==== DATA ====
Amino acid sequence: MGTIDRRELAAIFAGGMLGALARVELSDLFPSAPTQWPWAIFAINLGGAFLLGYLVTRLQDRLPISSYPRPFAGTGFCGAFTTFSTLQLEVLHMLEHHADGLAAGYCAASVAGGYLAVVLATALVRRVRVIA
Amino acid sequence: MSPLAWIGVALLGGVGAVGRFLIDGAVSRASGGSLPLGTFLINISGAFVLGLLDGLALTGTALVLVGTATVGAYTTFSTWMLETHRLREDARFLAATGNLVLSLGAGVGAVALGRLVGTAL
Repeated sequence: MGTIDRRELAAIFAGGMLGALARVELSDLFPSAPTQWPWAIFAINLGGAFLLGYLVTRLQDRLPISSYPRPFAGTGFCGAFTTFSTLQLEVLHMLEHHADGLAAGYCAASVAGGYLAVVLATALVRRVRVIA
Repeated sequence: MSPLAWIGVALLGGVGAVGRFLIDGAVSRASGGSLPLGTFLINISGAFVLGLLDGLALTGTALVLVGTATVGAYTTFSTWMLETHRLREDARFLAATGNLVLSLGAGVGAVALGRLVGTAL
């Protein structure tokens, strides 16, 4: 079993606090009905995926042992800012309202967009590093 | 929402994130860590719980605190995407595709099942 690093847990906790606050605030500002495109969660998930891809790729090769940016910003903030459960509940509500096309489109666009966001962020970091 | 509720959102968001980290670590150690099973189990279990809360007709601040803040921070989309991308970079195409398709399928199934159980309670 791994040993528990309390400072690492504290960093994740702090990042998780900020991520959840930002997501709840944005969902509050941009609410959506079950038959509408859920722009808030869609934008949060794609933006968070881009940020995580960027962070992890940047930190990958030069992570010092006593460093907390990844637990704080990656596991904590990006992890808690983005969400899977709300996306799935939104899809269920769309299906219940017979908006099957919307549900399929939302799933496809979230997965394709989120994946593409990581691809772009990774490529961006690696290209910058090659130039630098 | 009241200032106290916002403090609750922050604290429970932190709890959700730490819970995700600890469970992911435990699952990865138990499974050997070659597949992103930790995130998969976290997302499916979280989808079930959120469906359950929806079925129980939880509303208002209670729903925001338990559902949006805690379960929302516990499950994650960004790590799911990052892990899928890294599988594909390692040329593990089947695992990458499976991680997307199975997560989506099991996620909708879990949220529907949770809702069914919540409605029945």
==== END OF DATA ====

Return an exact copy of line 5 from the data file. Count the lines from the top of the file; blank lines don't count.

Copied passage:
């Protein structure tokens, strides 16, 4: 079993606090009905995926042992800012309202967009590093 | 929402994130860590719980605190995407595709099942 690093847990906790606050605030500002495109969660998930891809790729090769940016910003903030459960509940509500096309489109666009966001962020970091 | 509720959102968001980290670590150690099973189990279990809360007709601040803040921070989309991308970079195409398709399928199934159980309670 791994040993528990309390400072690492504290960093994740702090990042998780900020991520959840930002997501709840944005969902509050941009609410959506079950038959509408859920722009808030869609934008949060794609933006968070881009940020995580960027962070992890940047930190990958030069992570010092006593460093907390990844637990704080990656596991904590990006992890808690983005969400899977709300996306799935939104899809269920769309299906219940017979908006099957919307549900399929939302799933496809979230997965394709989120994946593409990581691809772009990774490529961006690696290209910058090659130039630098 | 009241200032106290916002403090609750922050604290429970932190709890959700730490819970995700600890469970992911435990699952990865138990499974050997070659597949992103930790995130998969976290997302499916979280989808079930959120469906359950929806079925129980939880509303208002209670729903925001338990559902949006805690379960929302516990499950994650960004790590799911990052892990899928890294599988594909390692040329593990089947695992990458499976991680997307199975997560989506099991996620909708879990949220529907949770809702069914919540409605029945």